Well, we needed to bring you something from Great Britain didn’t we!? This country has so many great recipes, but I think the one that most of you have heard of is Fish and Chips. You don’t get any more “Great Britain” than that. This recipe has been modified and regenerated in so many different ways, that I think that, by now, every single family has their own recipe. Two things that these unique recipes will always have in common is that they will always contain fish and potatoes. I’m so excited to bring you this recipe. It’s so comforting and tasty, but it takes on a completely different angle that will take your taste buds on a roller coaster ride!
The ways that this recipe separates itself from the rest aren’t major ones. We take your basic beer-battered fish recipe and elevate it just a tad with a pinch of spiciness and a strong brew. Instead of using your everyday russet potatoes for french fries (chips) we make baked sweet potatoes fries instead. Add some cayenne pepper to these fries and a dash of white truffle oil, we promise you will not be able to stop eating them. That’s not all. You can’t eat fish and chips without sauce can you?! Well we bring you two different types: a spicy tartar sauce for the fish and a wasabi mayo for the chips. Make them both, and decide which one you like the best!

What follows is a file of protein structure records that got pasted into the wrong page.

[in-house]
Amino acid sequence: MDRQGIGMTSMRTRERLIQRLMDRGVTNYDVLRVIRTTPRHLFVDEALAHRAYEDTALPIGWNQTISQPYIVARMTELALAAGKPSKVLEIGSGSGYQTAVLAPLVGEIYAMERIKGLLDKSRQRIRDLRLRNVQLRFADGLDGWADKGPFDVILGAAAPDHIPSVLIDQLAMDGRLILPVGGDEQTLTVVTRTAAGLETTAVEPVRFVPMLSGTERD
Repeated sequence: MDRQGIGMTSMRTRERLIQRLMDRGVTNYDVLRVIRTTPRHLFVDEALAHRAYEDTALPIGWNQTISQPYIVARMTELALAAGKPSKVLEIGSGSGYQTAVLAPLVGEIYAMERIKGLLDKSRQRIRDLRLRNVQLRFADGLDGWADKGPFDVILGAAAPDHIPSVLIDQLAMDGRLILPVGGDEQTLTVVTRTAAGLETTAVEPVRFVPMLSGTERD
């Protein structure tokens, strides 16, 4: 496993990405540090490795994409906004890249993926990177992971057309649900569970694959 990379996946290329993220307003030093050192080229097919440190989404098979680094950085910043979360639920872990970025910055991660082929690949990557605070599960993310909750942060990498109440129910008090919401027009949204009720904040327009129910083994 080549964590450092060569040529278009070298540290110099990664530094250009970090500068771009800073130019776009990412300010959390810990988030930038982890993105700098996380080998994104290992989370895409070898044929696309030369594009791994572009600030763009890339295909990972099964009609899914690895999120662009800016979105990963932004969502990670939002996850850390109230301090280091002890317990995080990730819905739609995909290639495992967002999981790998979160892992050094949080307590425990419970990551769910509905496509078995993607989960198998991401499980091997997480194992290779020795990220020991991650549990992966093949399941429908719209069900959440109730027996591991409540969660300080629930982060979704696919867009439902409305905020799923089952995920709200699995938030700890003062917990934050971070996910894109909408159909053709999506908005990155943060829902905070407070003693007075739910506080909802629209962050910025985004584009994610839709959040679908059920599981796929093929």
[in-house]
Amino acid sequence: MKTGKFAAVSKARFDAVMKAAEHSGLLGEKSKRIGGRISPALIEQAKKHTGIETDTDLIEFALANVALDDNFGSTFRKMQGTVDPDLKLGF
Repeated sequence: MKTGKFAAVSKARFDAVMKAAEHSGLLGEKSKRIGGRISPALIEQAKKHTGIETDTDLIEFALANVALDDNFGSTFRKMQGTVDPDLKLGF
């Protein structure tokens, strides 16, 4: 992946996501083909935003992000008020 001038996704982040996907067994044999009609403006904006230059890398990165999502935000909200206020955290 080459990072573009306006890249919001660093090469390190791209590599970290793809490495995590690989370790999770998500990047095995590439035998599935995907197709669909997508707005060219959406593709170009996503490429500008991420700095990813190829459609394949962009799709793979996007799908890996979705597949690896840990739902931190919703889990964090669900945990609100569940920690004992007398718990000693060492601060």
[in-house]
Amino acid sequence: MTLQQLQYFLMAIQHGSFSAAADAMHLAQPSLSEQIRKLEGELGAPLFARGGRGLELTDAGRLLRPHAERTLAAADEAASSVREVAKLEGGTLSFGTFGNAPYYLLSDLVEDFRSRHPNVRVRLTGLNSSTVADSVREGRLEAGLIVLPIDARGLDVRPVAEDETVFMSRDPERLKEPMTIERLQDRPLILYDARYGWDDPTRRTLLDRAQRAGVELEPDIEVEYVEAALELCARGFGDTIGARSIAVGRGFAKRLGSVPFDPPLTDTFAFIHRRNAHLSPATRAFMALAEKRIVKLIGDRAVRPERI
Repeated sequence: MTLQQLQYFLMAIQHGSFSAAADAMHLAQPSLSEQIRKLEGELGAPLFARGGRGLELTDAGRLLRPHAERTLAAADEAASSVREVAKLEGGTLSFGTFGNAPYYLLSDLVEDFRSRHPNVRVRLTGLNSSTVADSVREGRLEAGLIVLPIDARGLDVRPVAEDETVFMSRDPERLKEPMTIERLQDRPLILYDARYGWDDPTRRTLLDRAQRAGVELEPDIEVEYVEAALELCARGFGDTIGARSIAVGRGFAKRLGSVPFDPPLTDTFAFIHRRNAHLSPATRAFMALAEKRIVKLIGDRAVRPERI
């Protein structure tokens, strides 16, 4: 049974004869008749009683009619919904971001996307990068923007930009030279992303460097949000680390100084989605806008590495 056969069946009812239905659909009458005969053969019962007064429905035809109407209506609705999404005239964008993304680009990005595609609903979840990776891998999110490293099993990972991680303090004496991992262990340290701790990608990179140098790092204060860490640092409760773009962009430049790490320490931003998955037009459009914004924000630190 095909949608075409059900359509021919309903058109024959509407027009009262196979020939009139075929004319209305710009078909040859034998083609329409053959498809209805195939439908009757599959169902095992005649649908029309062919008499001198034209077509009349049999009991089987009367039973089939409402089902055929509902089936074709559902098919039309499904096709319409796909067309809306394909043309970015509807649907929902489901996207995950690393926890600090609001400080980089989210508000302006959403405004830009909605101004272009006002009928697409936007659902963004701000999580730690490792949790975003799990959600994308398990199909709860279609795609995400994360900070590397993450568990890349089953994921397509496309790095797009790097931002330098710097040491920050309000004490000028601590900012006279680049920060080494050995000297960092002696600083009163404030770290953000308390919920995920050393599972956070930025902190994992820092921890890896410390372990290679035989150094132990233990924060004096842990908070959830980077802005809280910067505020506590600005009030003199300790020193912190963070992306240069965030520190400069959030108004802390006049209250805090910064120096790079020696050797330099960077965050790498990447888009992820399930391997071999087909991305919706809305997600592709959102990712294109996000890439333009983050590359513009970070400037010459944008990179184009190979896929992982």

We couldn’t pair an English dish with any old beer now could we? Now England isn’t necessarily known for their beer, like other countries in Europe, but they do have Samuel Smith. Sam Smith brews some of the greatest beers in the world, and we are lucky enough in the United States to be able to get almost any Sam Smith brew. Their Old Brewery Pale Ale goes so well with fish and chips. It’s a very “well-rounded” ale. It goes well with a lot of different ingredients. It is light and airy and goes well with the bold flavors that escape the fish batter and seasoned chips. It has a slightly hoppy taste, but it doesn’t throw you overboard like an IPA, which makes it a great addition to this dish.
Please enjoy this classically English dish with a classically English brew.